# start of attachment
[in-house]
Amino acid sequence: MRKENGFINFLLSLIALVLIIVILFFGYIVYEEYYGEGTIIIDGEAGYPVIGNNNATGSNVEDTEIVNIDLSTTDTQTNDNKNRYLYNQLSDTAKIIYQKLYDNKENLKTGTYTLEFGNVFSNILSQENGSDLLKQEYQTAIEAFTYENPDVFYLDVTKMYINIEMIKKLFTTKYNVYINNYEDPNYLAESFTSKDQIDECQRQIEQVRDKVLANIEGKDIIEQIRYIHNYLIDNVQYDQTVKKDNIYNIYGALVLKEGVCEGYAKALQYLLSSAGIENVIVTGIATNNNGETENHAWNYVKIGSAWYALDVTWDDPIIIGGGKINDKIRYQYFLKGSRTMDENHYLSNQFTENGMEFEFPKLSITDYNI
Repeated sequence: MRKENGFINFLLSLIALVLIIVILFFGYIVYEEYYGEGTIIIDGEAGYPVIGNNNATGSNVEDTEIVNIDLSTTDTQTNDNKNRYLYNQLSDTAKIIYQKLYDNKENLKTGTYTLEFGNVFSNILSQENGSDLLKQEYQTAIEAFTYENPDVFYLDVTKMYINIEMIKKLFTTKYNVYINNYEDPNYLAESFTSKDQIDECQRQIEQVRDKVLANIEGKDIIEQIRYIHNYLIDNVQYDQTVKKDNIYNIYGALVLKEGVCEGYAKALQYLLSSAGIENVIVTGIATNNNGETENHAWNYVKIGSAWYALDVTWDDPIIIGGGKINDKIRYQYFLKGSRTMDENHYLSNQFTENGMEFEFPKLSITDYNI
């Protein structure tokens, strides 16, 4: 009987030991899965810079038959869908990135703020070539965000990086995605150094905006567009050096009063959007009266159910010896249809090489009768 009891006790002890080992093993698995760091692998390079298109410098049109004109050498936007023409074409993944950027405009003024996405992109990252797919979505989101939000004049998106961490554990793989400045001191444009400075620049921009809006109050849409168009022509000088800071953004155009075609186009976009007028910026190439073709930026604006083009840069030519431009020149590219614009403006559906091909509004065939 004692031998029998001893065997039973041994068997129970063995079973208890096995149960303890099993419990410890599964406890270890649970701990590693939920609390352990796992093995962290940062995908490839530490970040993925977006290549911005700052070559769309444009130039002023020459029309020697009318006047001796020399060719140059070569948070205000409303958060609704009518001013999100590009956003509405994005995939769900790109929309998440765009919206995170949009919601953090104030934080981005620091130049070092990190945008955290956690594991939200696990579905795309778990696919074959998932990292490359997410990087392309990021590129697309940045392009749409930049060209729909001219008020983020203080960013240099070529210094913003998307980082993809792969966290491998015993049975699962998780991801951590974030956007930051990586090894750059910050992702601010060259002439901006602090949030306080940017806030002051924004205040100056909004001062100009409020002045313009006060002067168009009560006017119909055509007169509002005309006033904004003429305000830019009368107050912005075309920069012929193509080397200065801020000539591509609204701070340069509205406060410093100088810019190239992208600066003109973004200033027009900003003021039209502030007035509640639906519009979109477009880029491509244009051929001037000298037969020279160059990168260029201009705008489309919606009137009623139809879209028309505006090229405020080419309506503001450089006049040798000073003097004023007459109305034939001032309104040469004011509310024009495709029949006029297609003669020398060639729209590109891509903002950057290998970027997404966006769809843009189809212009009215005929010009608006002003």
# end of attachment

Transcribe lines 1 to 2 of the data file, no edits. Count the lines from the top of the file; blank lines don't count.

[in-house]
Amino acid sequence: MRKENGFINFLLSLIALVLIIVILFFGYIVYEEYYGEGTIIIDGEAGYPVIGNNNATGSNVEDTEIVNIDLSTTDTQTNDNKNRYLYNQLSDTAKIIYQKLYDNKENLKTGTYTLEFGNVFSNILSQENGSDLLKQEYQTAIEAFTYENPDVFYLDVTKMYINIEMIKKLFTTKYNVYINNYEDPNYLAESFTSKDQIDECQRQIEQVRDKVLANIEGKDIIEQIRYIHNYLIDNVQYDQTVKKDNIYNIYGALVLKEGVCEGYAKALQYLLSSAGIENVIVTGIATNNNGETENHAWNYVKIGSAWYALDVTWDDPIIIGGGKINDKIRYQYFLKGSRTMDENHYLSNQFTENGMEFEFPKLSITDYNI